Photography locations - Utah

Cottonwood Canyon, Utah

08.20.13 | 1 Comment

I recently spent four months in my camper traveling through the southwest, Wyoming, and Montana. While in Utah, I was following the guidance of Laurent Martres in his wonderful, three-volume series titled “Photographing the Southwest.” Utah is covered in volume 1, with Arizona, New Mexico, and Colorado addressed in volumes 2 and 3. I find it to be a remarkably good series with a lot of detailed locational information that can be of great use to anyone looking for good places to photograph in the American Southwest.

Cottonwood Canyon in Utah is part of the Cockscomb, a 50-mile fault crossing the Grand Staircase-Escalante National Monument in the north and on through the Vermillion Cliffs National Monument to the south. Cottonwood Canyon runs north-south between Scenic Byway 12 and US 89. I started at the southern end, with the road intersecting US 89 a couple of miles east of the Paria Contact Station. Cottonwood Canyon is administered by the BLM, and its liberal camping policies were much appreciated. While this section of road could be easily driven in a day, I spent five full days exploring the area during the last part of May.

Two notes of caution. Much of the area and the road consist of clay, and you absolutely don’t want to try to drive on a clay road when it is wet. I was once stranded for three days on a clay road in eastern Montana during an unusual October rain, and again when visiting Freezeout Lake in north-central Montana when photographing snow geese in March (see my first blog post). Wet clay is a remarkable substance — as slick as ice and as sticky as glue. Even a four-wheel drive jeep with chains will have a very difficult time, and it will damage the road with deep ruts as it tries to negotiate a wet road. These ruts will be as hard as rock when the clay dries. I found the Cottonwood Canyon road to be remarkably smooth, and it could easily be driven in a passenger car. However, according to the BLM staff, the road is not always in the good shape that I encountered.

Desert "Highway" of Clay.  Canon 1DMkIV, Canon 70-200mm f/4 IS.

Desert “Highway” of Clay. Canon 1DMkIV, Canon 70-200mm f/4 IS lens.

A second note of caution relates more to photography, and that is the disappointing fact that two sets of power lines run the length of the Cottonwood Canyon road. Sometimes it is a challenge to photograph a great composition while trying to omit the power lines. I was successful most of the time, but a couple of photographs simply could not avoid these lines, and some tedious processing was required to remove them. In other cases, the lines were sufficiently minor that I just left them in the photo.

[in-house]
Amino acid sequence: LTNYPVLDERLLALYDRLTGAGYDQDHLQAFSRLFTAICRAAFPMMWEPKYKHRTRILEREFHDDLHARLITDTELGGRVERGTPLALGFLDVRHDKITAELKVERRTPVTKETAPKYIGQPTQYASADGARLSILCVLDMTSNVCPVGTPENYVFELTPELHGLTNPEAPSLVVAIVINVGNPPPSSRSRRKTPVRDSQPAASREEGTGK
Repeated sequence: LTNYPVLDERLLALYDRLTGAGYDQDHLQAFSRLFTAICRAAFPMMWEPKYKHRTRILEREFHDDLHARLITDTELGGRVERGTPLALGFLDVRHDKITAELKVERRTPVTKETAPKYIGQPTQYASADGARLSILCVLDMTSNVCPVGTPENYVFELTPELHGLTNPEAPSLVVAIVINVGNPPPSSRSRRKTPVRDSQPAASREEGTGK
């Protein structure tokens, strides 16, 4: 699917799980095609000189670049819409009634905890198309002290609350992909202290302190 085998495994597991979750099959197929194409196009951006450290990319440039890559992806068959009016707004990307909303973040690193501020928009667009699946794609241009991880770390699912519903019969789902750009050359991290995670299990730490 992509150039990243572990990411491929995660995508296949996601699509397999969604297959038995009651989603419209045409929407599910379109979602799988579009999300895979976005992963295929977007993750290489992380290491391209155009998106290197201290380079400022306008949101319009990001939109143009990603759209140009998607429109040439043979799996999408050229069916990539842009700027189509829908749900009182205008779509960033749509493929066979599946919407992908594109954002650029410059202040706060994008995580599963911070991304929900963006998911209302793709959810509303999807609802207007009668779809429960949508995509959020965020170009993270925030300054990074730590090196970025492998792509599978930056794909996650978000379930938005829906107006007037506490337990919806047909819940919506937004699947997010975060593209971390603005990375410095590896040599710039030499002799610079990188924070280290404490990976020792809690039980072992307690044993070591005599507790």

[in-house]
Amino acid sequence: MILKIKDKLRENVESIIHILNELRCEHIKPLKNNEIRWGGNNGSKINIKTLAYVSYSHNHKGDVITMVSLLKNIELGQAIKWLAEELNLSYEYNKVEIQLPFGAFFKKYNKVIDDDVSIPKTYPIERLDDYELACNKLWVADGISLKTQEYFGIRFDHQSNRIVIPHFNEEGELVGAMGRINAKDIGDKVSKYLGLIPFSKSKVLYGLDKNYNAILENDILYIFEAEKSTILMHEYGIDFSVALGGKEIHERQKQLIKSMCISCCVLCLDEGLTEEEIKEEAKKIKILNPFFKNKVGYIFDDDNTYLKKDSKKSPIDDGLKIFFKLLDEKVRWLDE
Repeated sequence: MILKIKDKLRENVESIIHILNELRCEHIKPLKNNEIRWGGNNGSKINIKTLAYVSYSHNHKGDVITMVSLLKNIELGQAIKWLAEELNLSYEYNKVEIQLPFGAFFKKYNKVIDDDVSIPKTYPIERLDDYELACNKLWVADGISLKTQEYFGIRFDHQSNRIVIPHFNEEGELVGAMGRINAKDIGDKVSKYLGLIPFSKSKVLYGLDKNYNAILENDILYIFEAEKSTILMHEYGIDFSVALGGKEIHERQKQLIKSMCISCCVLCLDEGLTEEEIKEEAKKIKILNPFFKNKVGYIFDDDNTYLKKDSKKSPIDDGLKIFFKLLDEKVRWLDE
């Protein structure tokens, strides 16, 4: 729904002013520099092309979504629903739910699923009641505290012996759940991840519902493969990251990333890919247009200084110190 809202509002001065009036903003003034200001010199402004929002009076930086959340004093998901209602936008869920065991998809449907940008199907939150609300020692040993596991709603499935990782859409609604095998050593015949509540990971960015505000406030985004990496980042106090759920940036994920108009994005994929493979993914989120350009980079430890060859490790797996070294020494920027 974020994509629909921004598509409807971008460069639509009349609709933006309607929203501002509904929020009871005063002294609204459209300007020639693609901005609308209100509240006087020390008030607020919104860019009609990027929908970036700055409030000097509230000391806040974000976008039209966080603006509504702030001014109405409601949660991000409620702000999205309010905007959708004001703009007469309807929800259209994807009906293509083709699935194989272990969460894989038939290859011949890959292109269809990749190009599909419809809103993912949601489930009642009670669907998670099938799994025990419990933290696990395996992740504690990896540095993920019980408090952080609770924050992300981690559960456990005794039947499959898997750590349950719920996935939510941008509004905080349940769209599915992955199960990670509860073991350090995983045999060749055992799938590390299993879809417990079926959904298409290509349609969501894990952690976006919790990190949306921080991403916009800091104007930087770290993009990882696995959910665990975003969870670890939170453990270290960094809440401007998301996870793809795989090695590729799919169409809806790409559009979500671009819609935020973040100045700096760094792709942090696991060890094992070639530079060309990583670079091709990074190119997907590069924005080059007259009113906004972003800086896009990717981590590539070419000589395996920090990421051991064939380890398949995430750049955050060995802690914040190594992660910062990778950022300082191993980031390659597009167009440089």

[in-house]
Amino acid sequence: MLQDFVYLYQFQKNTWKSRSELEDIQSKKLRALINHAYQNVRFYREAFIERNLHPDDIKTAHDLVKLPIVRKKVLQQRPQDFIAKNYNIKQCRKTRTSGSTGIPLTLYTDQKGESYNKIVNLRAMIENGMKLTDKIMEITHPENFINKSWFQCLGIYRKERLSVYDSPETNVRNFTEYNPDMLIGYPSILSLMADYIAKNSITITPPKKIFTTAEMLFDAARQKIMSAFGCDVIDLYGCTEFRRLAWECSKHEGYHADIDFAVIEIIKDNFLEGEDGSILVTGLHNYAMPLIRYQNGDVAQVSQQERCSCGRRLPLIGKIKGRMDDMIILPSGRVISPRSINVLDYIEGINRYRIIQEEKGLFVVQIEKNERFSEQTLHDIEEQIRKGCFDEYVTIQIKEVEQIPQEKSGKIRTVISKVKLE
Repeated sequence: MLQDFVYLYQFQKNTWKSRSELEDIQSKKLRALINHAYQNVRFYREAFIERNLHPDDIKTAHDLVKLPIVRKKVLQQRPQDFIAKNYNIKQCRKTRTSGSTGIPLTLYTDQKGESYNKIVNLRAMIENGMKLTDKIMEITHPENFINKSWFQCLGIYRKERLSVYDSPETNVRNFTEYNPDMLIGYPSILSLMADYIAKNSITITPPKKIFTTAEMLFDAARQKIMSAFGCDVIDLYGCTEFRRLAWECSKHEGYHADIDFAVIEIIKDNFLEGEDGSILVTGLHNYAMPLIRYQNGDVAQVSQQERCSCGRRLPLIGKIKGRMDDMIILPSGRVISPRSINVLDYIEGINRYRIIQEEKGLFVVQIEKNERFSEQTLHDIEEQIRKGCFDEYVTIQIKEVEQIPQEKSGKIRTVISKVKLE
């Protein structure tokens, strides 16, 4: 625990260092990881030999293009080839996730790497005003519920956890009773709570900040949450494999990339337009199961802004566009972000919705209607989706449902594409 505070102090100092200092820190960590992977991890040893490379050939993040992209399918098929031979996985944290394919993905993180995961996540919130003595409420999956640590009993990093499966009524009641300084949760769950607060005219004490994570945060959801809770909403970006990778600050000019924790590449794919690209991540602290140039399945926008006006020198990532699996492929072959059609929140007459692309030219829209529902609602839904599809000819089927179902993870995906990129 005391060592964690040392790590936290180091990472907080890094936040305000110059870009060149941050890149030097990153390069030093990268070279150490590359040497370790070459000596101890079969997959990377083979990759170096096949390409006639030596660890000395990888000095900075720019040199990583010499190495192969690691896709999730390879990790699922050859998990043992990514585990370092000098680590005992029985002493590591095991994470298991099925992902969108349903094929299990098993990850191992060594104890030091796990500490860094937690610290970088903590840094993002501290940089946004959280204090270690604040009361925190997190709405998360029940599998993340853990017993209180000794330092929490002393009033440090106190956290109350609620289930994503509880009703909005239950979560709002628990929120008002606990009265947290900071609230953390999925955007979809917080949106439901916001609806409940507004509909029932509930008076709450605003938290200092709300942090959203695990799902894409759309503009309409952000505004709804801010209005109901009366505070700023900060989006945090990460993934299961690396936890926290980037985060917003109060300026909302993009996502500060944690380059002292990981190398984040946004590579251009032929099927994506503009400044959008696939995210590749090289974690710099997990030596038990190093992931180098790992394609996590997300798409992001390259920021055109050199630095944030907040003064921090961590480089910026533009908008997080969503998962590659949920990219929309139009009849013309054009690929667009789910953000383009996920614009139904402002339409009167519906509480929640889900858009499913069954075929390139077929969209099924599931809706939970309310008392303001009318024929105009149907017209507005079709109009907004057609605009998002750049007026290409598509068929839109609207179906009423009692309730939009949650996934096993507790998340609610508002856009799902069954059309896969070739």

Intrusive Power Lines.  Hasselblad H4D-40, Hasselblad 210mm f/4 lens.

Intrusive Power Lines. Hasselblad H4D-40, Hasselblad 210mm f/4 lens.

I spent three nights camped at the Box of the Paria in the southern portion of Cottonwood Canyon. Evidently the side road to the Box allowed 4WD vehicles to cross the Paria River and on to the Old Paria (Pahreah) Town Site. This informal route is now closed, so the road to the Box of the Paria is a secluded dead-end a couple of hundred yards off the main Cottonwood Canyon road; it makes for a good campsite. I didn’t hike to the old town site, but I would certainly try to do so on my next visit.

The main attraction in this area has to be Yellow Rock, an immense area of colorful slickrock at the top of a steep climb. This area is so unique that I’m going to post a separate blog devoted just to this incredible area.

The geological activity has produced some remarkable rock formations and a formidable wall to the west of the road for any hiker. For photographers like me with limited hiking abilities (in my case it’s due to artificial hip joints), the many views that can be photographed from the road is welcomed.

Rugged Wall #1.  Canon 1DsMkIII, Canon 24-70mm f/2.8 Mk II lens.

Rock Wall #1. Canon 1DsMkIII, Canon 24-70mm f/2.8 II lens.

Rock Wall #2.  Canon 1DMkIV, Canon 70-200mm f/4 IS lens.

Rock Wall #2. Canon 1DMkIV, Canon 70-200mm f/4 IS lens.